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GPs buried under trusts' workload dump

The day my surgery was invaded by an entire town

On a single dark and rainy day, Geoff is left remembering his halcyon days as a registrar

On a single dark and rainy day, Geoff is left remembering his halcyon days as a registrar

It was one of those days. I had had no idea it would be one of those days. Even being duty doctor came as a surprise (mental note - pay more attention to the rota). Then, of course, the entire town chose that rainy and dark Tuesday afternoon to fall ill and come and see me.

The place was going like a fair. I saw an elderly gentleman still wearing his pyjamas and slippers. He told me it was his first time out of the house since his bypass. I told him I was flattered.

I saw a baby who had fallen in the park and who wouldn't wake up. That's the first time in a long, long while I've done a sternal rub on an infant. I used my left hand because my right was frantically dialling the hospital.

I also saw a young girl of Polish persuasion seen by the nurse with a UTI and loin pain. That was fair enough. What wasn't so cool was that her friend did all of the talking, and the talking was all about the friend's problem.

Using energy and enthusiasm to make up for vocabulary she explained that she and her boyfriend had recently suffered condom membrane integrity failure during a particularly vigorous session.

At this point in time my screen was showing many, many people waiting. My facial expression was gradually changing its setting from mild annoyance to full on furious. In Spinal Tap terms, I was now set on 11. Despite this, the girl cracked on. You see, it wasn't that she became pregnant. No, the problem was that she didn't become pregnant.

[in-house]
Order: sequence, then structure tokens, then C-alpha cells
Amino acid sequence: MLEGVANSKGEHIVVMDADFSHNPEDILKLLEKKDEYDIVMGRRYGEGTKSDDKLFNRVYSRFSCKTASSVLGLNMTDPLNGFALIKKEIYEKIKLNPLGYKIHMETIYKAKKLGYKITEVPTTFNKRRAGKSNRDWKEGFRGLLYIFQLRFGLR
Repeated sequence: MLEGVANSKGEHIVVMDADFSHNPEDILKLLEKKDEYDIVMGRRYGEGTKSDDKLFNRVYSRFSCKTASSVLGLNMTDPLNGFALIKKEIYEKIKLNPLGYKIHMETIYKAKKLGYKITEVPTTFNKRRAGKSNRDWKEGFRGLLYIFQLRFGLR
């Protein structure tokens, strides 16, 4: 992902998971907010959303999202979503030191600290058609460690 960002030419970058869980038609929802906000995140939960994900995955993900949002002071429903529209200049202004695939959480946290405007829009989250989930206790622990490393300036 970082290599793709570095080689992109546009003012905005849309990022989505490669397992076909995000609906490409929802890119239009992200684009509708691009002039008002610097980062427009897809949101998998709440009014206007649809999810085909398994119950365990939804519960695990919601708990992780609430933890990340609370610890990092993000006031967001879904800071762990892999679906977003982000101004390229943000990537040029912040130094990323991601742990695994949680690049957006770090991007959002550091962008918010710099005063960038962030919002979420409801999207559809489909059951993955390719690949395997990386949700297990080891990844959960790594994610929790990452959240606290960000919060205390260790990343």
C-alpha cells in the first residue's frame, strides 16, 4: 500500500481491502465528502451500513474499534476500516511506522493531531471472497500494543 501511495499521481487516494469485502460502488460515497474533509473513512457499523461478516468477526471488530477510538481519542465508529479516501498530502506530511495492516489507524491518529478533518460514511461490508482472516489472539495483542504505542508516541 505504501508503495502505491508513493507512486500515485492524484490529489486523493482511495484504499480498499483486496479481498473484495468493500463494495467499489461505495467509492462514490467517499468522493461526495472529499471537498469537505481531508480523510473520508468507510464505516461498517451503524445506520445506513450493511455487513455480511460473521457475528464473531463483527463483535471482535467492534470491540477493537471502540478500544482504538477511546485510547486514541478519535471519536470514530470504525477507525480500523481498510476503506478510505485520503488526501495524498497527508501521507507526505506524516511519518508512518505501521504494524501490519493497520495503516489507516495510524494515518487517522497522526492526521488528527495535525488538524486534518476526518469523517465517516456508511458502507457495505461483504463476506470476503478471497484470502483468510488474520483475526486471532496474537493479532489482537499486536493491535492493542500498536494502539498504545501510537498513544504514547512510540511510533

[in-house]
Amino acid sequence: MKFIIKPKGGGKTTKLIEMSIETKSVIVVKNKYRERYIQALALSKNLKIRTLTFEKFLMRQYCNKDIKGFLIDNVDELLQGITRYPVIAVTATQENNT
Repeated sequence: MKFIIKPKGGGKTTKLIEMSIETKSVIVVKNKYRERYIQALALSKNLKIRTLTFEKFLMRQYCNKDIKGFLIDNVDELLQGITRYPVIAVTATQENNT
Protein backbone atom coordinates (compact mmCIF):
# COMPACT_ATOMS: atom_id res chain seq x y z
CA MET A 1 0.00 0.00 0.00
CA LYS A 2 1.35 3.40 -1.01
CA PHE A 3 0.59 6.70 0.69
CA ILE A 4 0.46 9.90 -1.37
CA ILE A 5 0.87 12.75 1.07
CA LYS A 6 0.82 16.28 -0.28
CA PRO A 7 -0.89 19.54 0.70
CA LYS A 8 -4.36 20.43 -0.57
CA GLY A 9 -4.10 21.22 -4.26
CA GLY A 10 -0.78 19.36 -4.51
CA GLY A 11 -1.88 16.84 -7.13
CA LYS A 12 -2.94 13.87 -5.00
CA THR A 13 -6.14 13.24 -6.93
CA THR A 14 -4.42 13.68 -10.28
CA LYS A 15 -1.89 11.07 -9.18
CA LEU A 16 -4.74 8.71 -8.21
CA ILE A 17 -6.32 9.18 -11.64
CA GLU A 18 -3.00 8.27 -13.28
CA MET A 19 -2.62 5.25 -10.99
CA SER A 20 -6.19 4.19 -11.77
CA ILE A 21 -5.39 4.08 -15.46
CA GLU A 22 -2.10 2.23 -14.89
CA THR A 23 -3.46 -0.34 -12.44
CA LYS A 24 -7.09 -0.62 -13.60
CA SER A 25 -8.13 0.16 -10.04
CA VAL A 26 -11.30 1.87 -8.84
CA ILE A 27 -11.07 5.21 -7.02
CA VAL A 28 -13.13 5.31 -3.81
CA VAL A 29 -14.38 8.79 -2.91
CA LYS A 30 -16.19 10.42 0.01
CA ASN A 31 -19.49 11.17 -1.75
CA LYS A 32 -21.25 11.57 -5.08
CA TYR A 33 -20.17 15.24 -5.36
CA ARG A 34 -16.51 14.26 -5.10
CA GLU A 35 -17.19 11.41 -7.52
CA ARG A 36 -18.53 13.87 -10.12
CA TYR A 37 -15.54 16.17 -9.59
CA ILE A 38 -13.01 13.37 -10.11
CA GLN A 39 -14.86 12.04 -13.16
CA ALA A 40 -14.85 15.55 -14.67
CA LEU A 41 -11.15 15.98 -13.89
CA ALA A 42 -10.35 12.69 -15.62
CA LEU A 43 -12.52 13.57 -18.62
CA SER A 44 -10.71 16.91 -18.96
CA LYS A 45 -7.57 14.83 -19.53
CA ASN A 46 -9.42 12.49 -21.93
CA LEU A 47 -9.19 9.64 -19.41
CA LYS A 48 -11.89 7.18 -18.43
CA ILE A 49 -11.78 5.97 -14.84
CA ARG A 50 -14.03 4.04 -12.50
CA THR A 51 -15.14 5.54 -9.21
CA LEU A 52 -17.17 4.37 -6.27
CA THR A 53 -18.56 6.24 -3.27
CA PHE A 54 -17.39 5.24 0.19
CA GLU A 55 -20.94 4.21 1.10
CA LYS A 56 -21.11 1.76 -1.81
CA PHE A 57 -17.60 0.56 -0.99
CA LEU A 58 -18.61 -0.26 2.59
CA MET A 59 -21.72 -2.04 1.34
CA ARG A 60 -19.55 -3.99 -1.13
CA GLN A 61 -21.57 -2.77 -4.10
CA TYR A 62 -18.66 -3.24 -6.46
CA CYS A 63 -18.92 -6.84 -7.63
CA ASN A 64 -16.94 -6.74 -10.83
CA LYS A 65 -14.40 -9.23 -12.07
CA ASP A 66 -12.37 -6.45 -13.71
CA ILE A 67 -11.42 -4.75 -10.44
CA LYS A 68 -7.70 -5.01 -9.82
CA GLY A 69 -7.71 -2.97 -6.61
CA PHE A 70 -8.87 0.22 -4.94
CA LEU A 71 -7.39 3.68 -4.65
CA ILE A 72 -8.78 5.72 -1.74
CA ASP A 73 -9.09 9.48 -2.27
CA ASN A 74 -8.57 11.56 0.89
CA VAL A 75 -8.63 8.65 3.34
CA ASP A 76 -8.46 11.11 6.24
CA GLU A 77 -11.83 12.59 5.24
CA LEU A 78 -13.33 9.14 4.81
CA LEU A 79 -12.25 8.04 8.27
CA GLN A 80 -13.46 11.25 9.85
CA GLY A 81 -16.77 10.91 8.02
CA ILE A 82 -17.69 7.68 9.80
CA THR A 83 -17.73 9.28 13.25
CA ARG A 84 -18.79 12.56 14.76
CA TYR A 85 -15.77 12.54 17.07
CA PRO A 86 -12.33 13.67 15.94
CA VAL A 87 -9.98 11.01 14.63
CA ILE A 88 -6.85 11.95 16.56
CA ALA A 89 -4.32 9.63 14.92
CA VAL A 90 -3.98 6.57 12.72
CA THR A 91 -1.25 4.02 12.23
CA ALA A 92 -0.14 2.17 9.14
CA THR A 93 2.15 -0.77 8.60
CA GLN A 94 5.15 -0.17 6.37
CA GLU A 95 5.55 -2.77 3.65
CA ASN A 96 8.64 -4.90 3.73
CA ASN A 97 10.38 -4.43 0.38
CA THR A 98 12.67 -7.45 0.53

My internal censor ran through a few lines and rejected such things as: "Look! There are sick people out there! The last man I saw was heading straight for the hospital. Come back to me in your night gown and I'll take you more seriously. Besides, from where I'm sitting you look pretty fertile to me."

Calm down, breathe deeply

Not wanting to get reported to the GMC, I took a few seconds out to calm down, breathe deeply, and reflect on my halcyon registrar days. Ah, the endless picnics. The banks of the sun dappled river. The ragging about. My dear friend Dr. Z has been telling me how much fun it is taking an endless series of exams.

The fact that the exams are all new and that he is a guinea pig is a fact he finds positively stimulating. He also says that he has so much more energy these days now that he is cycling to work. Without the car allowance he is having to cut back on little luxuries like petrol, textbooks, and lunch.

All of which caused me to snap back with a jolt to the present. It is such a relief to be MRCGP positive and to be beyond that hassle. With new found energy and enthusiasm I leapt over the language barriers and tackled the fertility issue with open arms (it's all starting to sound a bit Mills and Boon, isn't it?).

Even though part of me was still thinking that this seemed like a waste of an emergency slot (which wasn't even hers), I re-analysed it from her point of view. To be 19 and to be convinced that you are barren is a big thing. Almost - but not quite - as bad as a registrar facing the nMRCGP.

Geoff Tipper is a newly qualified GP in Maidenhead, Berkshire

Tipper

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